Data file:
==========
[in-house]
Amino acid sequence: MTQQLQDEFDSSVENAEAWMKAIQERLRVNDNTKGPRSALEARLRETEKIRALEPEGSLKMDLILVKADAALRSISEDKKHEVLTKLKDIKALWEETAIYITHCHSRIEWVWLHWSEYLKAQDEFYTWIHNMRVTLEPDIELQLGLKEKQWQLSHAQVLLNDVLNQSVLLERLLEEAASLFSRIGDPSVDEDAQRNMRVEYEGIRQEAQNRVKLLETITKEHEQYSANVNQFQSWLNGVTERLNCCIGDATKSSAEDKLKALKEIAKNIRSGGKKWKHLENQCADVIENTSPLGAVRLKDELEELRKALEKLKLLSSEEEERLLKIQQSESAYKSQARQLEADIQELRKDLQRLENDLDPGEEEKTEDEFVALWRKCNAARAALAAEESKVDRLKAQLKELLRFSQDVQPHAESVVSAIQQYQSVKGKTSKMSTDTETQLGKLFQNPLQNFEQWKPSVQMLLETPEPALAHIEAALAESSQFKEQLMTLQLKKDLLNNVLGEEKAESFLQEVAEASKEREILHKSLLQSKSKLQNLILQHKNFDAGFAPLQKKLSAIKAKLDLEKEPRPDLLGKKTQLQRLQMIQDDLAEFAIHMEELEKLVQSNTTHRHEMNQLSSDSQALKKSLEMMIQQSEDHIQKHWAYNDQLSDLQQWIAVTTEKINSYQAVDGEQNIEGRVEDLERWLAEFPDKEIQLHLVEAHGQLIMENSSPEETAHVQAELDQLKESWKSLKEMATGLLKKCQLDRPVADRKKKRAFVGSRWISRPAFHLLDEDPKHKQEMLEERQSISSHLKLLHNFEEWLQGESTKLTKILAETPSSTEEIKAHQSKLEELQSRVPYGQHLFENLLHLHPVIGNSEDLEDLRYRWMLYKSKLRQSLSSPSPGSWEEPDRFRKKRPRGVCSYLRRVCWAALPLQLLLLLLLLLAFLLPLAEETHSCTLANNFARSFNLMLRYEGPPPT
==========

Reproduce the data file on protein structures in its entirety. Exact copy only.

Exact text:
[in-house]
Amino acid sequence: MTQQLQDEFDSSVENAEAWMKAIQERLRVNDNTKGPRSALEARLRETEKIRALEPEGSLKMDLILVKADAALRSISEDKKHEVLTKLKDIKALWEETAIYITHCHSRIEWVWLHWSEYLKAQDEFYTWIHNMRVTLEPDIELQLGLKEKQWQLSHAQVLLNDVLNQSVLLERLLEEAASLFSRIGDPSVDEDAQRNMRVEYEGIRQEAQNRVKLLETITKEHEQYSANVNQFQSWLNGVTERLNCCIGDATKSSAEDKLKALKEIAKNIRSGGKKWKHLENQCADVIENTSPLGAVRLKDELEELRKALEKLKLLSSEEEERLLKIQQSESAYKSQARQLEADIQELRKDLQRLENDLDPGEEEKTEDEFVALWRKCNAARAALAAEESKVDRLKAQLKELLRFSQDVQPHAESVVSAIQQYQSVKGKTSKMSTDTETQLGKLFQNPLQNFEQWKPSVQMLLETPEPALAHIEAALAESSQFKEQLMTLQLKKDLLNNVLGEEKAESFLQEVAEASKEREILHKSLLQSKSKLQNLILQHKNFDAGFAPLQKKLSAIKAKLDLEKEPRPDLLGKKTQLQRLQMIQDDLAEFAIHMEELEKLVQSNTTHRHEMNQLSSDSQALKKSLEMMIQQSEDHIQKHWAYNDQLSDLQQWIAVTTEKINSYQAVDGEQNIEGRVEDLERWLAEFPDKEIQLHLVEAHGQLIMENSSPEETAHVQAELDQLKESWKSLKEMATGLLKKCQLDRPVADRKKKRAFVGSRWISRPAFHLLDEDPKHKQEMLEERQSISSHLKLLHNFEEWLQGESTKLTKILAETPSSTEEIKAHQSKLEELQSRVPYGQHLFENLLHLHPVIGNSEDLEDLRYRWMLYKSKLRQSLSSPSPGSWEEPDRFRKKRPRGVCSYLRRVCWAALPLQLLLLLLLLLAFLLPLAEETHSCTLANNFARSFNLMLRYEGPPPT